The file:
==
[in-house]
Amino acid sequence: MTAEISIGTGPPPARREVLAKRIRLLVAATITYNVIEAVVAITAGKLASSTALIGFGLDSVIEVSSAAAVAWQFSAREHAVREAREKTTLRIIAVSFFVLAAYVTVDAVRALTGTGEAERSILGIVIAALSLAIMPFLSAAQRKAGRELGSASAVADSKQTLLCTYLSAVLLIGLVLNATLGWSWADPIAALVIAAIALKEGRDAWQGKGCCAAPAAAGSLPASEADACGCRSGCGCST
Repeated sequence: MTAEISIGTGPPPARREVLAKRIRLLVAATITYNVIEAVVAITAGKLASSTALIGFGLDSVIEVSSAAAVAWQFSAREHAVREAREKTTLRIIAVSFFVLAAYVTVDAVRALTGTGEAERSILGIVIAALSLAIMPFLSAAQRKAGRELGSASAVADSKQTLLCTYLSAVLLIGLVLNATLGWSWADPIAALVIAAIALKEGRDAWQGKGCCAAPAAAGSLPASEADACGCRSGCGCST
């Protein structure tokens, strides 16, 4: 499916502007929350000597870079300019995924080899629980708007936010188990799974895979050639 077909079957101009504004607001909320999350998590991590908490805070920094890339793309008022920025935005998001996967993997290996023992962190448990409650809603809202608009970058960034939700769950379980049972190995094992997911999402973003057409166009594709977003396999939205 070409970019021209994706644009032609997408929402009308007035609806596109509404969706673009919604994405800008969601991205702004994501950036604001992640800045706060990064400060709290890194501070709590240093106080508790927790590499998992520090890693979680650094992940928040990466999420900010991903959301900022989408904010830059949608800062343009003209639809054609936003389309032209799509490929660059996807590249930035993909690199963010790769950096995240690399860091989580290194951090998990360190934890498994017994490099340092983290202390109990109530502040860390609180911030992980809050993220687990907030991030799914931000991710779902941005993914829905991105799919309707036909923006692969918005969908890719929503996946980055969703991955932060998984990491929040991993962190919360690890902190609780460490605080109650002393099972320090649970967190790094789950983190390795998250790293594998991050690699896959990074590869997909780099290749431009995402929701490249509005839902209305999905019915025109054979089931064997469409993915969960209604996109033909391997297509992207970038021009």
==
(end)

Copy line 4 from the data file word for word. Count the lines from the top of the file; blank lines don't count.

């Protein structure tokens, strides 16, 4: 499916502007929350000597870079300019995924080899629980708007936010188990799974895979050639 077909079957101009504004607001909320999350998590991590908490805070920094890339793309008022920025935005998001996967993997290996023992962190448990409650809603809202608009970058960034939700769950379980049972190995094992997911999402973003057409166009594709977003396999939205 070409970019021209994706644009032609997408929402009308007035609806596109509404969706673009919604994405800008969601991205702004994501950036604001992640800045706060990064400060709290890194501070709590240093106080508790927790590499998992520090890693979680650094992940928040990466999420900010991903959301900022989408904010830059949608800062343009003209639809054609936003389309032209799509490929660059996807590249930035993909690199963010790769950096995240690399860091989580290194951090998990360190934890498994017994490099340092983290202390109990109530502040860390609180911030992980809050993220687990907030991030799914931000991710779902941005993914829905991105799919309707036909923006692969918005969908890719929503996946980055969703991955932060998984990491929040991993962190919360690890902190609780460490605080109650002393099972320090649970967190790094789950983190390795998250790293594998991050690699896959990074590869997909780099290749431009995402929701490249509005839902209305999905019915025109054979089931064997469409993915969960209604996109033909391997297509992207970038021009």